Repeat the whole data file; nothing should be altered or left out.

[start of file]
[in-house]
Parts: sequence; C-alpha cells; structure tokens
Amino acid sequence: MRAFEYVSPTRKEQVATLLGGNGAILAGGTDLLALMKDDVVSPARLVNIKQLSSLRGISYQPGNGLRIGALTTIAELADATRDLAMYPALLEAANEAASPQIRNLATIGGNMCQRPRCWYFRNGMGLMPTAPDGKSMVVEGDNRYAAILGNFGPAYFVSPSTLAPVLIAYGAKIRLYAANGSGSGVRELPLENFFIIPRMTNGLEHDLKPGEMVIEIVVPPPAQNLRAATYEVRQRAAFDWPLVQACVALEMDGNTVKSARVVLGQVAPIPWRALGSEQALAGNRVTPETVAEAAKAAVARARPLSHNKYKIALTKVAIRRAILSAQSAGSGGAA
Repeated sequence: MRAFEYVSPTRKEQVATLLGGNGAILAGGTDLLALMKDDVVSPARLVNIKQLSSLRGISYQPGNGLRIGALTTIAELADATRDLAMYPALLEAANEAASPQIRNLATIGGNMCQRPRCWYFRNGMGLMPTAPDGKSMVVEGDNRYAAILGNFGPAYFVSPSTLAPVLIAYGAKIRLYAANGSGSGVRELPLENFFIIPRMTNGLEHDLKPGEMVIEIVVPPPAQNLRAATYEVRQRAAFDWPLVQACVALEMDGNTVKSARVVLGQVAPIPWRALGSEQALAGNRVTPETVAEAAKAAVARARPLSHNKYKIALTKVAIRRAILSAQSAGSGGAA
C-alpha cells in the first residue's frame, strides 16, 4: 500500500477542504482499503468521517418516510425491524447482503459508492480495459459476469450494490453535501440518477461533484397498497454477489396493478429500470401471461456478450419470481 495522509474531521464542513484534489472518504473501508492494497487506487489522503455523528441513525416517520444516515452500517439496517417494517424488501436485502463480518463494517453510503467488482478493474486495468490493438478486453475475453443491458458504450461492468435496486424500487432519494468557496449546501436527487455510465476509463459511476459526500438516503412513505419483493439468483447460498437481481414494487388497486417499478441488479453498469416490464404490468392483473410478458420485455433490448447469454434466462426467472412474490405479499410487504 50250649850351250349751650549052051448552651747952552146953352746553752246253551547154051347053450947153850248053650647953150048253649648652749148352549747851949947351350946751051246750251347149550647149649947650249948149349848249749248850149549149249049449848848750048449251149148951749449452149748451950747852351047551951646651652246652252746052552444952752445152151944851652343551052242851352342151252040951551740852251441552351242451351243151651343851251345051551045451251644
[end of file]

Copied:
[in-house]
Parts: sequence; C-alpha cells; structure tokens
Amino acid sequence: MRAFEYVSPTRKEQVATLLGGNGAILAGGTDLLALMKDDVVSPARLVNIKQLSSLRGISYQPGNGLRIGALTTIAELADATRDLAMYPALLEAANEAASPQIRNLATIGGNMCQRPRCWYFRNGMGLMPTAPDGKSMVVEGDNRYAAILGNFGPAYFVSPSTLAPVLIAYGAKIRLYAANGSGSGVRELPLENFFIIPRMTNGLEHDLKPGEMVIEIVVPPPAQNLRAATYEVRQRAAFDWPLVQACVALEMDGNTVKSARVVLGQVAPIPWRALGSEQALAGNRVTPETVAEAAKAAVARARPLSHNKYKIALTKVAIRRAILSAQSAGSGGAA
Repeated sequence: MRAFEYVSPTRKEQVATLLGGNGAILAGGTDLLALMKDDVVSPARLVNIKQLSSLRGISYQPGNGLRIGALTTIAELADATRDLAMYPALLEAANEAASPQIRNLATIGGNMCQRPRCWYFRNGMGLMPTAPDGKSMVVEGDNRYAAILGNFGPAYFVSPSTLAPVLIAYGAKIRLYAANGSGSGVRELPLENFFIIPRMTNGLEHDLKPGEMVIEIVVPPPAQNLRAATYEVRQRAAFDWPLVQACVALEMDGNTVKSARVVLGQVAPIPWRALGSEQALAGNRVTPETVAEAAKAAVARARPLSHNKYKIALTKVAIRRAILSAQSAGSGGAA
C-alpha cells in the first residue's frame, strides 16, 4: 500500500477542504482499503468521517418516510425491524447482503459508492480495459459476469450494490453535501440518477461533484397498497454477489396493478429500470401471461456478450419470481 495522509474531521464542513484534489472518504473501508492494497487506487489522503455523528441513525416517520444516515452500517439496517417494517424488501436485502463480518463494517453510503467488482478493474486495468490493438478486453475475453443491458458504450461492468435496486424500487432519494468557496449546501436527487455510465476509463459511476459526500438516503412513505419483493439468483447460498437481481414494487388497486417499478441488479453498469416490464404490468392483473410478458420485455433490448447469454434466462426467472412474490405479499410487504 50250649850351250349751650549052051448552651747952552146953352746553752246253551547154051347053450947153850248053650647953150048253649648652749148352549747851949947351350946751051246750251347149550647149649947650249948149349848249749248850149549149249049449848848750048449251149148951749449452149748451950747852351047551951646651652246652252746052552444952752445152151944851652343551052242851352342151252040951551740852251441552351242451351243151651343851251345051551045451251644